Hohenberg P, Kohn W (1964) Inhomogeneous electron gas. Physical review 136(3B):B864MathSciNetCrossRefGoogle Scholar
  27. 27.
    Huang W, Chang Y (1998) A thermodynamic analysis of the Ni-Al system. Intermetallics 6(6):487–498CrossRefGoogle Scholar
  28. 28.
    Hunter JD (2007) Matplotlib: A 2D graphics environment. Computing in science and engineering 9(3):90–95CrossRefGoogle Scholar
  29. 29.
    Jaynes ET (2003) Probability Theory: The Logic of Science. Cambridge university pressGoogle Scholar
  30. 30.
    Jones D (2001) A Taxonomy of Global Optimization Methods Based on Response Surfaces. Journal of Global Optimization 21(4):345–383, DOI 10.1023/A:1012771025575, URL
  31. 31.
    Jones D, Schonlau M, Welch W (1998) Efficient global optimization of expensive black-box functions. Journal of Global Optimization 13(4):455–492, DOI 10.1023/A:1008306431147, URL
  32. 32.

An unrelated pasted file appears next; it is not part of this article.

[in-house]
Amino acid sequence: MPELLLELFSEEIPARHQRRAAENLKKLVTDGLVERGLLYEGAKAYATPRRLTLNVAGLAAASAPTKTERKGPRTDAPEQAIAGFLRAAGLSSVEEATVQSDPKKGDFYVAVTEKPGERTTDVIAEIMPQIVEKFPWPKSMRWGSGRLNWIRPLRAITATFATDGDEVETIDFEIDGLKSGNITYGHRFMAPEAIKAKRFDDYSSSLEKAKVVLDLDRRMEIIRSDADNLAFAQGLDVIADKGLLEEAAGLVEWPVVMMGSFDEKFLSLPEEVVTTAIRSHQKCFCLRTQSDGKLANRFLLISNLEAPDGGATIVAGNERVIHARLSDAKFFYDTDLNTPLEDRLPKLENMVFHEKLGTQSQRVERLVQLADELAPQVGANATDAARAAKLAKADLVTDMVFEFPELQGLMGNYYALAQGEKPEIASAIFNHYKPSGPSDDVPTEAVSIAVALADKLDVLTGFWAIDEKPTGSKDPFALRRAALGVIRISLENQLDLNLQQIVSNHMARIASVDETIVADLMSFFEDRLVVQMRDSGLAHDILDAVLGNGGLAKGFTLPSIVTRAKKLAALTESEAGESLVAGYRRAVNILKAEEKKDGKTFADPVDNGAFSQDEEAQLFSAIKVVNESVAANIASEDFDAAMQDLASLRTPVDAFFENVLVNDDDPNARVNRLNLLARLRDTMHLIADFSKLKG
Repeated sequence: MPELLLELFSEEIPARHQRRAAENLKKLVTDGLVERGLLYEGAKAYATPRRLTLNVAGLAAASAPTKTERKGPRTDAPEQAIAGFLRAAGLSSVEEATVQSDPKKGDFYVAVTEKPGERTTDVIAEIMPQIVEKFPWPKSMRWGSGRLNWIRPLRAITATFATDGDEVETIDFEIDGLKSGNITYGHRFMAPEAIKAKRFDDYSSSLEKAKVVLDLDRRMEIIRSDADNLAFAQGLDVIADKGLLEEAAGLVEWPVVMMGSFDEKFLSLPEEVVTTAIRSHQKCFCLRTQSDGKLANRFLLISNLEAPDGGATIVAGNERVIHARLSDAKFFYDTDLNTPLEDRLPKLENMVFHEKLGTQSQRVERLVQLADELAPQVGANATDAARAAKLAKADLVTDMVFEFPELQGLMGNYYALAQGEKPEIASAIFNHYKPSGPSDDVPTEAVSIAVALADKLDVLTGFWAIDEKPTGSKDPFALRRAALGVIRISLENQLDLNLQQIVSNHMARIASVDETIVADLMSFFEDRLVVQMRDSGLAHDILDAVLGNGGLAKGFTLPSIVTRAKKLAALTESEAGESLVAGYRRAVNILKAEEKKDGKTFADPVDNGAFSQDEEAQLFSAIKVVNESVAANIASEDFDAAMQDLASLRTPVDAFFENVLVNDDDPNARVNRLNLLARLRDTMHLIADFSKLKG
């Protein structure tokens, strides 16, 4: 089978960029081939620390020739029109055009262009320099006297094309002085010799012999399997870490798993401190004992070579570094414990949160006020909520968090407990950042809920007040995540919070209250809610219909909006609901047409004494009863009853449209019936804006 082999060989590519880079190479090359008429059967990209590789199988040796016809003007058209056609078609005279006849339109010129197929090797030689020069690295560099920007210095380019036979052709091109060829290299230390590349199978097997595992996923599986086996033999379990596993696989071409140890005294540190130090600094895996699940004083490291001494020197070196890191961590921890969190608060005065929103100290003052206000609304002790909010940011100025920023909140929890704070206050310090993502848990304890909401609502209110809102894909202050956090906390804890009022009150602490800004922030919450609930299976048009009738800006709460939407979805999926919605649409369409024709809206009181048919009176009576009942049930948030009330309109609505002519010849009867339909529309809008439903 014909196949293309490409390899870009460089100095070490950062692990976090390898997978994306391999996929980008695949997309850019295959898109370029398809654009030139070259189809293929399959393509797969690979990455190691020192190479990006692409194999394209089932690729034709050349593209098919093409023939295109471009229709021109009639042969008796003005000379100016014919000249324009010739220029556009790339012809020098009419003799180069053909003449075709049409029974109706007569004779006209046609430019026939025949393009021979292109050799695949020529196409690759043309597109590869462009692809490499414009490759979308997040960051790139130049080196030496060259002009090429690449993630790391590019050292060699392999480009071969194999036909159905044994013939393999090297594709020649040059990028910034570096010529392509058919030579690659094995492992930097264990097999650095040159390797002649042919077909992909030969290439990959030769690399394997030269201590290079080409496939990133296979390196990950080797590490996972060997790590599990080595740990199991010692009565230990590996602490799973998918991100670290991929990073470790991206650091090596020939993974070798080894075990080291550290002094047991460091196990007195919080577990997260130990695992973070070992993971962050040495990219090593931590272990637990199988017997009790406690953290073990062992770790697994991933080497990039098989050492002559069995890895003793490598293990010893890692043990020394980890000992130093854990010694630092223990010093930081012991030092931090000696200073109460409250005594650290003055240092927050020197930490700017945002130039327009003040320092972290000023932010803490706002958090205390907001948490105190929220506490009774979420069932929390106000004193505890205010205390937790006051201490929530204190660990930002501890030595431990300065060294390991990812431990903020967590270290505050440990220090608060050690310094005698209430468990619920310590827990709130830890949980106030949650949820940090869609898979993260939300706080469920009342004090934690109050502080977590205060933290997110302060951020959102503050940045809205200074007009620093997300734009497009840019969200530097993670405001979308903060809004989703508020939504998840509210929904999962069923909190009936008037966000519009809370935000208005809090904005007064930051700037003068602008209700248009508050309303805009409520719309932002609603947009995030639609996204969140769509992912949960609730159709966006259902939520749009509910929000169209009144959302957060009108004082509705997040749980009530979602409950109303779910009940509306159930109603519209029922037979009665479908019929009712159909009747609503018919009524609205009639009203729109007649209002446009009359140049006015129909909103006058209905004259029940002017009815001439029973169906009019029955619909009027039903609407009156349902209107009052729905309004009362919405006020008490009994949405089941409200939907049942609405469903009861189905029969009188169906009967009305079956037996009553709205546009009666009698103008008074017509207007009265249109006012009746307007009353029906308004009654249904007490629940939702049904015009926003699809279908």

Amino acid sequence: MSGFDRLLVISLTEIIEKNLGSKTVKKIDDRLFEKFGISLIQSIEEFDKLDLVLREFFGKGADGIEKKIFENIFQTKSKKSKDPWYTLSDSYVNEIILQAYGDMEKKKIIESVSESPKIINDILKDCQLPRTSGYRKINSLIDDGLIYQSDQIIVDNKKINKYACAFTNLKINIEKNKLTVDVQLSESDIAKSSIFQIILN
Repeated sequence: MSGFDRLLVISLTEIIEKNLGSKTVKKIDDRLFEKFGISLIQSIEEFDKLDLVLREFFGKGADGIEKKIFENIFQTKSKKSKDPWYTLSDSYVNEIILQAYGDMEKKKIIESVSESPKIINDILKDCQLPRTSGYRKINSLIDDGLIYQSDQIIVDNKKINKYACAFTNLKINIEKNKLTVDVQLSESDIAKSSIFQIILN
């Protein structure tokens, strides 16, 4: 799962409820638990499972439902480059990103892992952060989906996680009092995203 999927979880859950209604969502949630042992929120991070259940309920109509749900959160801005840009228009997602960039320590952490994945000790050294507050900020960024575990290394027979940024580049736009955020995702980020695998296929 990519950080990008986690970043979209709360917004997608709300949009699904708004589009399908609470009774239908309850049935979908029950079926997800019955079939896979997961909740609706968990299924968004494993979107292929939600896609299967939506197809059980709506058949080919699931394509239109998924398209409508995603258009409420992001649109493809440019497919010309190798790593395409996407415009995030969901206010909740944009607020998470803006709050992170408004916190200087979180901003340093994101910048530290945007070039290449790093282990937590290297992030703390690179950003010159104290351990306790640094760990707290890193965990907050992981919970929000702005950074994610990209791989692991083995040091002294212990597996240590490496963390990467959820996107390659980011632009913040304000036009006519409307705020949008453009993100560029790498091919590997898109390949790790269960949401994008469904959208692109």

Jones E, Oliphant T, Peterson P (2014) SciPy: Open source scientific tools for PythonGoogle Scholar
  33. 33.
    Knowles J (2006) ParEGO: a hybrid algorithm with on-line landscape approximation for expensive multiobjective optimization problems. Evolutionary Computation, IEEE Transactions on 10(1):50–66CrossRefGoogle Scholar
  34. 34.
    Kohan A, Tepesch P, Ceder G, Wolverton C (1998) Computation of alloy phase diagrams at low temperatures. Computational Materials Science 9(3–4):389–396, DOI 10.1016/S0927-0256(97)00168-7, URL
  35. 35.
    Kohn W, Sham LJ (1965) Self-consistent equations including exchange and correlation effects. Physical Review 140(4A):A1133MathSciNetCrossRefGoogle Scholar
  36. 36.
    Kresse G, Furthmüller J (1996) Efficiency of ab-initio total energy calculations for metals and semiconductors using a plane-wave basis set. Computational Materials Science 6(1):15–50, URL
  37. 37.
    Kresse G, Furthmüller J (1996) Efficient iterative schemes for ab initio total-energy calculations using a plane-wave basis set. Phys Rev B 54:11,169–11,186, DOI 10.1103/PhysRevB.54.11169, URL
  38. 38.
    Kresse G, Hafner J (1993) Ab initio molecular dynamics for liquid metals. Physical Review B 47(1):558CrossRefGoogle Scholar
  39. 39.
    Kresse G, Hafner J (1994) Ab initio molecular-dynamics simulation of the liquid-metal–amorphous-semiconductor transition in germanium. Physical Review B 49(20):14,251CrossRefGoogle Scholar
  40. 40.